How To Use A Rug To Up Your Design Game: 6 Rooms, 6 Rugs

Picking out a rug in my opinion is a lot like deciding on a drink at Starbucks. Too. many. options. Fortunately, I don't drink much coffee!

For those of you diving into the indecisive world of picking the perfect rug for your space, you may find it difficult to avoid the overwhelm that comes along with it. You're wondering: 

What size?

What pattern?

Bold, bright or neutral?

Do I need a rug pad? 

The list goes on and on.

In the end, there are no hard and fast rules, but there are some definite rules of thumb that are generally accepted by most. Here are a few of my picks for 6 different rooms:


The Living Room Rug


photo: Sarah Sherman Samuel 


Your living room is most likely a place for entertaining, lazing around, and Netflix-ing. It's often a high traffic area, and one of the best places to make a statement.

Rule of Thumb:  A rug's purpose is meant to anchor the seating area, so the front legs of your furniture, if not the entire seating area, should be on top of the rug.  

Color & Pattern:  If your room is fairly neutral or simple, don't be afraid to go for a bright color or interesting pattern. It could end up being the highlight of the room! If you already have a lot going on in your room, stick to a solid color with a fun texture, or a subtle pattern.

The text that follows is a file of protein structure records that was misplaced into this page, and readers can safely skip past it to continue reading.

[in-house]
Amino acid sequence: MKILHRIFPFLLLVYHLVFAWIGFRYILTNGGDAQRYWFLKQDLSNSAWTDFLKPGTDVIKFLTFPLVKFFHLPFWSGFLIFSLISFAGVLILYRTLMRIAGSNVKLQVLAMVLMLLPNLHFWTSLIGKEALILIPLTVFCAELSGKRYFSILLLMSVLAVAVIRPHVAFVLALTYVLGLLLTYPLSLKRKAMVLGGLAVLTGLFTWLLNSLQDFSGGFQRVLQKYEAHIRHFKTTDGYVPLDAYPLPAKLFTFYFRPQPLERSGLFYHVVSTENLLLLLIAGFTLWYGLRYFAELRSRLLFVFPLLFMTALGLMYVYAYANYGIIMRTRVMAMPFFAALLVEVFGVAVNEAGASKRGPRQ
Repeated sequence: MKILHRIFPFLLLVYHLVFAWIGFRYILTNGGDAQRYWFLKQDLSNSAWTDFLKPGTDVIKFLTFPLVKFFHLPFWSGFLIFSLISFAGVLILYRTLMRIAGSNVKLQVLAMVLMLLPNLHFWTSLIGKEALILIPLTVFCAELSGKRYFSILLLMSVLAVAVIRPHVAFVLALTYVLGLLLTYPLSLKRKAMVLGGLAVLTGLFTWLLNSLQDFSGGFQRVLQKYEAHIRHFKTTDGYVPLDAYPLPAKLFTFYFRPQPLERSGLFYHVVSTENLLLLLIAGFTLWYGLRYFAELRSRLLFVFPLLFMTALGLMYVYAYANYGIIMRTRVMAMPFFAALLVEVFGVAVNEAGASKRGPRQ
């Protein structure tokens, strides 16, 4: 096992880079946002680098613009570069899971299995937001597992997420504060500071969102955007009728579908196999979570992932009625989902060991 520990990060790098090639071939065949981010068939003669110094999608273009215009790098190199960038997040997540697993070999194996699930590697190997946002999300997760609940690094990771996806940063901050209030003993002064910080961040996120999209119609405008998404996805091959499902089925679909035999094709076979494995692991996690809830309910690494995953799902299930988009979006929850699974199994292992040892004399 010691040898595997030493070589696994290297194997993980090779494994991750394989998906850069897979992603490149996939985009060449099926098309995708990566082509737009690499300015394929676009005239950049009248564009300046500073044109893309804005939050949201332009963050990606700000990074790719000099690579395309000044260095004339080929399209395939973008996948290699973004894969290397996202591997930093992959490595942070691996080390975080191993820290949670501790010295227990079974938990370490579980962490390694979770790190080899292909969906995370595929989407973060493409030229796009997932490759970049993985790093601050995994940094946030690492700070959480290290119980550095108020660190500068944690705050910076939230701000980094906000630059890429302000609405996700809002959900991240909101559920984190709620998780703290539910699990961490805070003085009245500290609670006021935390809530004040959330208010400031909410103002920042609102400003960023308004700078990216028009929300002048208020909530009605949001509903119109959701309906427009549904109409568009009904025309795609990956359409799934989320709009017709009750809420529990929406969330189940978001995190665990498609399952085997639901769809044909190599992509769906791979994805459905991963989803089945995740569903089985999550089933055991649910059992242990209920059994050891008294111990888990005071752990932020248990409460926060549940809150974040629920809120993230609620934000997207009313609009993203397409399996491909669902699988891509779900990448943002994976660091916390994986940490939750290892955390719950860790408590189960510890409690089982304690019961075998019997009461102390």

Texture:  A shag or texture-y rug could also be really fun here, but keep in mind that it will be much harder to clean and kids or elderly people with mobility problems might have issues with tripping. Try using contrasting textures, like a stiffer sisal or jute rug with a softer cotton or wool rug layered on top for some variation.

My Picks: 


               Caitlin Wilson Soleil Rug in Navy                                      Arro Home Asha Rug



The Dining Room Rug


photo: Amber Interiors 


The never ending battle......chairs on or off the rug?? 

General Consensus:  In most cases, you want to keep your chairs ON the rug. Also be sure that your rug extends at least 18" past the edge of the table on either side to accommodate for when the chairs are pulled out. This will also help to reduce floor scratching.

Rule of Thumb:  Pick a low pile rug for easy cleaning, and something dark or with a busy pattern for when your kid (or tipsy friend) inevitably knocks your glass of red wine onto the floor.

What to Avoid:  Anything antique or expensive! Expect this rug to be most likely to be destroyed.  

Other Options:  Try using floor tiles which can be easily replaced when big spills happen.

My Picks:


             West Elm Andalusia Wool Dhurrie Rug                           Joss & Main Ellis Stair Tread



The Bedroom Rug


photo: Loom & Kiln 


Easy Option 1:  Place a runner alongside your bed to save your toes from the hardwood (or tile, eek!) in the morning.

photo: Barnaby Lane 


Easy Option 2:  Get a larger (usually 8x10 or larger) size rug and if your bed is up against the wall, place it 1/2 to 2/3 under your bed horizontally.

 photo: Amber Interiors